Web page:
The work on the Bowery got under way quickly, and on August 15, 1854, the First Presidency issued the following in the Deseret News:
Bill of Lumber for the Bowery at the
North end of the Tabernacle:
|190 scantlings||14 feet long,||5 by 5 inches square.|
|18 poles||18 "||6 inches thro’ at top.|
|14 "||15 "||6 du|
|265 plank||13 "||1½ by 8 inches.|
|150 posts||4 "||3 by 3 inches|
470 eave and ridge plank 11½ feet long, 1½ by 8 in.
24000 feet of inch boards, 14 feet long.
12000 " half inch boards, 14 feet long and 4 in. wide.
The Bill of Lumber for seating the Bowery will be given in due time.
T. O. Angell, Architect.
The Bishops of the different wards in this city, and within a reasonable distance thereof, and all other Bishops who feel disposed to aid in erecting the above named Bowery, are now called upon to assist in filling the above Bill for Lumber, and material, as speedily as consistent with other more pressing duties, that the Bowery may be finished in time for the Conference this fall; or at the latest, in season for the next spring’s Conference. All who assist shall be credited on their labor Tithing.
Heber C. Kimball,
Jedediah M. Grant,
Great Salt Lake City, Aug. 15th, 1854.
The building of the Bowery on the north end of the Old Tabernacle proved of great benefit and, at least during the warm weather, provided adequate space for meetings. An excerpt from a speech by Elder George A. Smith given at the Bowery on August 12, 1855, is indicative: “We on the present occasion have the pleasure of sitting out of doors and of listening to the counsel and instruction of the servants of God without being crowded, from the fact that we have father’s big kitchen to meet in, and in this capacious Bowery we can enjoy a great deal of comfort instead of being jammed into our large Tabernacle, those of us who could get in, and the balance being obliged to go home.”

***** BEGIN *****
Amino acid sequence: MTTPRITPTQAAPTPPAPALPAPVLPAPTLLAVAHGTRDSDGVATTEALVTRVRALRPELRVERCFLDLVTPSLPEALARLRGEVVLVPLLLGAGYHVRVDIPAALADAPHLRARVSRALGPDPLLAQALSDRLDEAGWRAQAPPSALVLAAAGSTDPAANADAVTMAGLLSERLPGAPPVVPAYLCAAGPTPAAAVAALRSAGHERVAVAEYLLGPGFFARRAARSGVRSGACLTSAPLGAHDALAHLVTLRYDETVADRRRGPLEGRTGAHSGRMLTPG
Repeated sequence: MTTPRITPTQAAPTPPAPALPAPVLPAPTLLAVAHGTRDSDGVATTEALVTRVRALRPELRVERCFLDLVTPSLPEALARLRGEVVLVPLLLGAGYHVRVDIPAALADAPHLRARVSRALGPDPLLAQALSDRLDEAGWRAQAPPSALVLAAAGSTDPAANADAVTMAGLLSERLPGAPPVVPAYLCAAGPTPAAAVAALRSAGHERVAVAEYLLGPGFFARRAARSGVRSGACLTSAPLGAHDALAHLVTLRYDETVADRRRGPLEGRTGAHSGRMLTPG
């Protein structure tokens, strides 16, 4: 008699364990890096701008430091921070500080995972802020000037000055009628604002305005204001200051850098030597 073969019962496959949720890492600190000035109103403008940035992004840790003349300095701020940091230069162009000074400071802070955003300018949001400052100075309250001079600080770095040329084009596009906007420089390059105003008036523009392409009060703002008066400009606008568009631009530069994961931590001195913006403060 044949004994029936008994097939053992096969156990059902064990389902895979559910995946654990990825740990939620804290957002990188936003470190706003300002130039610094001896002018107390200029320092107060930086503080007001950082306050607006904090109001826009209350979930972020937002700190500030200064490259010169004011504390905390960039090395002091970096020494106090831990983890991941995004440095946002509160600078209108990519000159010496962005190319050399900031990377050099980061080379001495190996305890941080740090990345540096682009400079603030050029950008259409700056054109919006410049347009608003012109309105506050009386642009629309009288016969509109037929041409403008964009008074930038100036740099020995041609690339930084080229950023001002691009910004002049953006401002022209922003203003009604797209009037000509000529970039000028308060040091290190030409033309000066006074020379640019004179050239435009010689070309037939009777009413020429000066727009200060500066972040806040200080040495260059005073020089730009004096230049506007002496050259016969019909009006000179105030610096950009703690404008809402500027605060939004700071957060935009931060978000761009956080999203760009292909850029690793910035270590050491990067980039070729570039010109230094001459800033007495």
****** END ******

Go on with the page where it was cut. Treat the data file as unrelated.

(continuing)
The Old (Adobe) Tabernacle (left) and the Third Bowery (right) on Temple Square, c. 1861–64. Before large enclosures were built that could hold all the Saints, they constructed large canopies of tree limbs called "boweries." Various boweries were built and relocated in different spots on Temple Square over the decades. While they provided temporary shelter, they still made it difficult for large crowds to hear the speaker, hence necessitating the more permanent tabernacle buildings.
Although the Old Tabernacle was too small and the Bowery was usable only in good weather, they were the scenes of some of the most dramatic moments in Mormon history.